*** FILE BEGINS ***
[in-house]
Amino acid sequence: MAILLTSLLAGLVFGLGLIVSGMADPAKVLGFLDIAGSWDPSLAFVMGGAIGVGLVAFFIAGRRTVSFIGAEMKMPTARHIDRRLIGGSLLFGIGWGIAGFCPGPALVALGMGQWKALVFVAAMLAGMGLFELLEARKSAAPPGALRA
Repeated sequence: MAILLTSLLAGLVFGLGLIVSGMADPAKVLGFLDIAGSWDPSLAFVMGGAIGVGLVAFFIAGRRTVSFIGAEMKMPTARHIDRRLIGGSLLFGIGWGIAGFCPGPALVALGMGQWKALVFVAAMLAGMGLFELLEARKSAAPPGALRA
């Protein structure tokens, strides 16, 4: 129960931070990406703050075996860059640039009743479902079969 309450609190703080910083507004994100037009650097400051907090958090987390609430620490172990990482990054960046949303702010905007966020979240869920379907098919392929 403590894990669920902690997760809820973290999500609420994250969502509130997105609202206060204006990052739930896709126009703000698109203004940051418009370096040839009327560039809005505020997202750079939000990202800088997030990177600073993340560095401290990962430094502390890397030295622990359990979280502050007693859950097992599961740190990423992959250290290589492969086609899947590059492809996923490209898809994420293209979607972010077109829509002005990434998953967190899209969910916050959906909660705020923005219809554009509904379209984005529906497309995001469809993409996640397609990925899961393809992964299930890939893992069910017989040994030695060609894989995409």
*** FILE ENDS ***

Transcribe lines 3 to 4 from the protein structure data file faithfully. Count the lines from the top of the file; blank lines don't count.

Repeated sequence: MAILLTSLLAGLVFGLGLIVSGMADPAKVLGFLDIAGSWDPSLAFVMGGAIGVGLVAFFIAGRRTVSFIGAEMKMPTARHIDRRLIGGSLLFGIGWGIAGFCPGPALVALGMGQWKALVFVAAMLAGMGLFELLEARKSAAPPGALRA
């Protein structure tokens, strides 16, 4: 129960931070990406703050075996860059640039009743479902079969 309450609190703080910083507004994100037009650097400051907090958090987390609430620490172990990482990054960046949303702010905007966020979240869920379907098919392929 403590894990669920902690997760809820973290999500609420994250969502509130997105609202206060204006990052739930896709126009703000698109203004940051418009370096040839009327560039809005505020997202750079939000990202800088997030990177600073993340560095401290990962430094502390890397030295622990359990979280502050007693859950097992599961740190990423992959250290290589492969086609899947590059492809996923490209898809994420293209979607972010077109829509002005990434998953967190899209969910916050959906909660705020923005219809554009509904379209984005529906497309995001469809993409996640397609990925899961393809992964299930890939893992069910017989040994030695060609894989995409």